Hall v. United States

Summarized by:

  • Court: United States Supreme Court
  • Area(s) of Law: Bankruptcy Law
  • Date Filed: November 29, 2011
  • Case #: 10-875
  • Judge(s)/Court Below: 617 F.3d 1161 (9th Cir. 2010)
  • Full Text Opinion

Whether a debtor must pay federal income tax on capital gains from the sale of their farm during bankruptcy proceedings.

The Halls (“petitioners”) filed a petition under chapter 12 of the Bankruptcy Code and, after approval by the bankruptcy court, sold their family farm. The petitioners proposed a plan of reorganization in an attempt to pay off their outstanding debts using proceeds from the farm sale that included a proposal to treat $29,000 in capital gains tax as an unsecured claim. The Internal Revenue Service (“IRS”) objected to the proposal.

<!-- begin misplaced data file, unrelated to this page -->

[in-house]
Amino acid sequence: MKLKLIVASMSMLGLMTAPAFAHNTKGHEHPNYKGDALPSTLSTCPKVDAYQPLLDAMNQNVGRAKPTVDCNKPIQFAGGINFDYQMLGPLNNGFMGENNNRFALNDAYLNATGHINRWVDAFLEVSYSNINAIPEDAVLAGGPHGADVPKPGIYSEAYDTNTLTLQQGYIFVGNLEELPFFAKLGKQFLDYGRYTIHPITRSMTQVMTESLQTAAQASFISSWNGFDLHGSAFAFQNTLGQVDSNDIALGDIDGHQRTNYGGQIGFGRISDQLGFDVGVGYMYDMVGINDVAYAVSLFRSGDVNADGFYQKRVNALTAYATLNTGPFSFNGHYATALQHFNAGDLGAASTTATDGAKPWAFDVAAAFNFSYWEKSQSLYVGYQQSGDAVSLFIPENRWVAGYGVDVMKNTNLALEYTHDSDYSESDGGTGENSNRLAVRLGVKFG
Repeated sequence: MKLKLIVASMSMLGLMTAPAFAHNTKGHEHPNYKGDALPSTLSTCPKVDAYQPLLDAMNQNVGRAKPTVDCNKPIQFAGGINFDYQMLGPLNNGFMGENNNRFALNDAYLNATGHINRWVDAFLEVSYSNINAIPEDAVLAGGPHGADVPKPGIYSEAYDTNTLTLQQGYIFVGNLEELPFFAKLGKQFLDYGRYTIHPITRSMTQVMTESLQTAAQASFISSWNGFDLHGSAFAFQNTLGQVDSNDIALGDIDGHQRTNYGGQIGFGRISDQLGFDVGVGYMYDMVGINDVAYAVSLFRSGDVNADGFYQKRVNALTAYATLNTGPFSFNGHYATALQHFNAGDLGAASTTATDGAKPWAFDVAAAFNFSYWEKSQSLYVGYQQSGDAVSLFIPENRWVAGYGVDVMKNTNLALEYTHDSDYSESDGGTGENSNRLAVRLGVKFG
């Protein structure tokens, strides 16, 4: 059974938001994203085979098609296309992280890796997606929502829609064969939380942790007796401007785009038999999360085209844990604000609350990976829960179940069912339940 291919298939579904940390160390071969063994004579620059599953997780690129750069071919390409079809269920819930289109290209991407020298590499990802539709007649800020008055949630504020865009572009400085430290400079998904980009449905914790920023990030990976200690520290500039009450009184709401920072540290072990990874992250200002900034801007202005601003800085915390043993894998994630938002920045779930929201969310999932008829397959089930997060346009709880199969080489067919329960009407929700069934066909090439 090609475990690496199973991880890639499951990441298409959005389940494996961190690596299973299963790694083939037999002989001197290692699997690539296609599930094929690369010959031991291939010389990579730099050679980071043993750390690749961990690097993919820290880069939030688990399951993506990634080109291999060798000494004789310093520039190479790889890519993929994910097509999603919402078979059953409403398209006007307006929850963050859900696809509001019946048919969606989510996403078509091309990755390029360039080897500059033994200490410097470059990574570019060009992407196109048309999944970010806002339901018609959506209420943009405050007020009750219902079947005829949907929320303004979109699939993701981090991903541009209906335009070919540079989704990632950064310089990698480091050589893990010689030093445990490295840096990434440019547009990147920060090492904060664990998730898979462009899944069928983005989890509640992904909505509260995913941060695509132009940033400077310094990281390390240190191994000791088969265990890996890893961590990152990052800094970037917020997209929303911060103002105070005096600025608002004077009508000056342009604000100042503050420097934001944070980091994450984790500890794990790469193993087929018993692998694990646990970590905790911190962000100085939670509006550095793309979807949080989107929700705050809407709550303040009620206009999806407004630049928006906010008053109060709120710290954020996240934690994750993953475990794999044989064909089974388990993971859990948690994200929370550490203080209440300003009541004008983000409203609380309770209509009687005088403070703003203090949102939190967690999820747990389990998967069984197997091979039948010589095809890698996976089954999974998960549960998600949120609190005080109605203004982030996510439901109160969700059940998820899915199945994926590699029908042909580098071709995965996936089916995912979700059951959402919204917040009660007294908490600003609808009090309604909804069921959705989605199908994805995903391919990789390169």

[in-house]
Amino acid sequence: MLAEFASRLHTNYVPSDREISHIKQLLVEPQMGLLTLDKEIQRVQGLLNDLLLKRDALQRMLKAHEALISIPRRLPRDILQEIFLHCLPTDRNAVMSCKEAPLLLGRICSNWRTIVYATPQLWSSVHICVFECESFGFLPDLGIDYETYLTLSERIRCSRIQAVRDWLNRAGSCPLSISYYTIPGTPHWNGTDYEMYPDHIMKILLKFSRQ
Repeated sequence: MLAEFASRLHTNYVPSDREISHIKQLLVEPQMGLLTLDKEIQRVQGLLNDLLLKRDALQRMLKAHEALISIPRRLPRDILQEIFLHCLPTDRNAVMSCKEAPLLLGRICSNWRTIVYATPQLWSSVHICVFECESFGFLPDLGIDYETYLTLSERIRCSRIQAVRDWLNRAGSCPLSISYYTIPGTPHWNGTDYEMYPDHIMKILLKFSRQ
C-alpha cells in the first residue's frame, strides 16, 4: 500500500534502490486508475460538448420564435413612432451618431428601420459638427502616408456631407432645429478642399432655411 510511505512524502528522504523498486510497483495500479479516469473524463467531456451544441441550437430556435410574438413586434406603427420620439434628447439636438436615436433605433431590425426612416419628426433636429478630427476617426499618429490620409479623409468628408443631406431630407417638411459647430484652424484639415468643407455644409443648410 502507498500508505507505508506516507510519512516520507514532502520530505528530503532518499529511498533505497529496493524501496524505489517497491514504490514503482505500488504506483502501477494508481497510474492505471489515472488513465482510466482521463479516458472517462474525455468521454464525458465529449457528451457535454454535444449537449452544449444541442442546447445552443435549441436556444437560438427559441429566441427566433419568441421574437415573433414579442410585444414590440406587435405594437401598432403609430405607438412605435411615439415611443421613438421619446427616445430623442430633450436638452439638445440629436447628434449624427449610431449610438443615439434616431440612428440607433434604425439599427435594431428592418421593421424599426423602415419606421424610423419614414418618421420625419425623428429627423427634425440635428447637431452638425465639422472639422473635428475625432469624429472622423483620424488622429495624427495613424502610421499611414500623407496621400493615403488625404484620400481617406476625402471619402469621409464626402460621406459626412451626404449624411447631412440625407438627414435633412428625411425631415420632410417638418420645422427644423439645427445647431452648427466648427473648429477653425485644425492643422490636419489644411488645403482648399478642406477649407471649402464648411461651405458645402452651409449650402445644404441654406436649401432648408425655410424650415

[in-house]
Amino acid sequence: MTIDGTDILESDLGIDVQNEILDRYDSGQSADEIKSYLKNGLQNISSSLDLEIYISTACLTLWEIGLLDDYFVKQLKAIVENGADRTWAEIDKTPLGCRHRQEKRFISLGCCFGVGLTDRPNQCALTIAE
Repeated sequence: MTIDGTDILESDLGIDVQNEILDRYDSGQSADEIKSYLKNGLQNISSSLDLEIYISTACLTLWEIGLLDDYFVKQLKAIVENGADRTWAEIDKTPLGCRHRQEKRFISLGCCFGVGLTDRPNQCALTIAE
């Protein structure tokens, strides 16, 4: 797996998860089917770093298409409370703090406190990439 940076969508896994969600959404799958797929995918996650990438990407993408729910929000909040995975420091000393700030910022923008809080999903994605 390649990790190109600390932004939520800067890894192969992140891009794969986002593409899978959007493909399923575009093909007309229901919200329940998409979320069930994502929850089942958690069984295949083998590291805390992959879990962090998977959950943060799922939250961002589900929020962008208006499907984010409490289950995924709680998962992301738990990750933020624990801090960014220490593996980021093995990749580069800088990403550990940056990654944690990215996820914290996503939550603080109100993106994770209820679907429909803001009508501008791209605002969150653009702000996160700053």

The Bankruptcy Court held that Chapter 12 estates cannot incur tax because it is not a separate taxable entity and therefore cannot be treated as an unsecured claim; sustaining the IRS’s objection. The District Court reversed holding that 11 U.S.C. § 1222 (a)(2) applied to the capital gains tax and could be treated as an unsecured claim. The Ninth Circuit reversed holding that because a Chapter 12 estate cannot incur tax it cannot be treated as an unsecured claim, is not dischargeable and must be paid in full.

The petitioners argue that the Ninth Circuit's holding is contrary to the plain language of 11 U.S.C. § 1222 (a)(2)(A) by holding that post-petition capital gains taxes are not administrative expenses and is therefore not entitled to be treated as an unsecured claim. Petitioners also argue that this is directly contrary to the statutory language. The petitioner argues that the legislative history shows that Congress intended § 1222 to apply to post petition sales of farm assets.

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